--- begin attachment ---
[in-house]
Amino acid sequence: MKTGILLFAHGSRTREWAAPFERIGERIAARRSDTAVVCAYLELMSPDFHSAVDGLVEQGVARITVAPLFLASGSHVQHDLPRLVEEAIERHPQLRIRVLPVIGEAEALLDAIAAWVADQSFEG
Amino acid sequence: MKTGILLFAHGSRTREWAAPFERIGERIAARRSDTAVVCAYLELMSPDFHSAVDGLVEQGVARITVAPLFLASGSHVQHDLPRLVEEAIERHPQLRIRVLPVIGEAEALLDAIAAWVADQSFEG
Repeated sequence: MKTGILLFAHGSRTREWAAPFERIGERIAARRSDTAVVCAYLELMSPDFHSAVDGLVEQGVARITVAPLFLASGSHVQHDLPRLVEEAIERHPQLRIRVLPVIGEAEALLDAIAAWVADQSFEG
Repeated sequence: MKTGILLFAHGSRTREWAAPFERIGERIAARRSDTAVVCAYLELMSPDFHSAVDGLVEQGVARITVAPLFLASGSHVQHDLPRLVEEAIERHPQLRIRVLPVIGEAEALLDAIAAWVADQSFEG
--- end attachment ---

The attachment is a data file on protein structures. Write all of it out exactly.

[in-house]
Amino acid sequence: MKTGILLFAHGSRTREWAAPFERIGERIAARRSDTAVVCAYLELMSPDFHSAVDGLVEQGVARITVAPLFLASGSHVQHDLPRLVEEAIERHPQLRIRVLPVIGEAEALLDAIAAWVADQSFEG
Amino acid sequence: MKTGILLFAHGSRTREWAAPFERIGERIAARRSDTAVVCAYLELMSPDFHSAVDGLVEQGVARITVAPLFLASGSHVQHDLPRLVEEAIERHPQLRIRVLPVIGEAEALLDAIAAWVADQSFEG
Repeated sequence: MKTGILLFAHGSRTREWAAPFERIGERIAARRSDTAVVCAYLELMSPDFHSAVDGLVEQGVARITVAPLFLASGSHVQHDLPRLVEEAIERHPQLRIRVLPVIGEAEALLDAIAAWVADQSFEG
Repeated sequence: MKTGILLFAHGSRTREWAAPFERIGERIAARRSDTAVVCAYLELMSPDFHSAVDGLVEQGVARITVAPLFLASGSHVQHDLPRLVEEAIERHPQLRIRVLPVIGEAEALLDAIAAWVADQSFEG